Case Study

Southern Harvest

Southern Harvest was established in 2011 as a conduit between farmers and consumers in South East NSW and the ACT. Through the Southern Harvest Farmers’ Market, and the provision of food boxes, they act as a networking and marketing food association for local farmers and consumers in the region. Both of these activities depend on a team of dedicated volunteers, who receive fresh produce as thanks for all the hard work they do.

“Since the start of COVID-19, a huge challenge that our food enterprise has faced is the doubling of workload. Our produce box scheme bounced from 70 to 115 subscribers in the first month of the pandemic, and the changing workplace restrictions pushed us to adapt our model. We moved our market stall online through the OFN, and adapted our packing process to fit the stringent hygiene standards. This increased workload pushed us to expand our volunteer base from 4-5, to about 16-20 volunteers each week. 

In spite of these challenges, COVID-19 led to the strengthening of community amongst our volunteers and customers. It was amazing to see our volunteer base quadruple when we reached out for help, many of whom did not claim their free food box compensation as they just wanted to help keep the scheme running. In addition, we had a lot of positive feedback from our existing customers, many of whom had friends facing empty supermarket shelves. Our customers happily advocated for us and their local farmers, saying “Look at us, we’re fine, because we’ve been investing in local food for a while now.” That was really important for us to hear.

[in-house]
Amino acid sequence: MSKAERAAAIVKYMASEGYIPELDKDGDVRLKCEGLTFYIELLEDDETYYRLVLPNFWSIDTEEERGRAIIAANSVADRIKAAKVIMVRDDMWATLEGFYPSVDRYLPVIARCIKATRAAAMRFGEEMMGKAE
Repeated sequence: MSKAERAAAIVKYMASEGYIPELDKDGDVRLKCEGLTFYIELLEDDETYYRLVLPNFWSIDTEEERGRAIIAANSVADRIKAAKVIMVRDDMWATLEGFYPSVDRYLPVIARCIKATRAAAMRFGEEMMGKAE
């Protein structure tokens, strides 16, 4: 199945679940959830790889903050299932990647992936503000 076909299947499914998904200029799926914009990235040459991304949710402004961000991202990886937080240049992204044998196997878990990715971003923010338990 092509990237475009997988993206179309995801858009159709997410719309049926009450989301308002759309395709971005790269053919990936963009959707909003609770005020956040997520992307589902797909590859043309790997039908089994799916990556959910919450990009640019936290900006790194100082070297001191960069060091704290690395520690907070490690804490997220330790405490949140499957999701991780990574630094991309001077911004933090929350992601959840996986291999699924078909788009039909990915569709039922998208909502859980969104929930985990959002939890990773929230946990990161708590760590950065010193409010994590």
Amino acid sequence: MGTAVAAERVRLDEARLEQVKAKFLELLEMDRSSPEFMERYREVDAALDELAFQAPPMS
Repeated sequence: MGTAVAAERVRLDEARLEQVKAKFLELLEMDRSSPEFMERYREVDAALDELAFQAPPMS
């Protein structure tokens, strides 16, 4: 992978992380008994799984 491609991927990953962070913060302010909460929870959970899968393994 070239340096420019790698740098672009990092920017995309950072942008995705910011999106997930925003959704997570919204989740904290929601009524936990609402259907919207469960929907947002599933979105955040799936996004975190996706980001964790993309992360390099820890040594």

In addition, COVID-19 has provided a huge opportunity, in that our community and reach have expanded. The pandemic, and subsequent food-related shock, made community members more aware of their local food systems, causing some to reevaluate how they purchase their essential needs. Many of these new customers were people who were already tipping in that direction, and the shock felt by COVID-19 was the necessary push. When joining our food enterprise, we ask new subscribers to invest in our program, which helps finance facilities that are available to our farmers and producers, whilst providing them with a safeguard. As a result, we expect that almost all of these new subscribers will remain a part of our community well into the future.”

Read more about how Community Food Enterprises adapted to COVID-19 in our report, Recipes for Resilience

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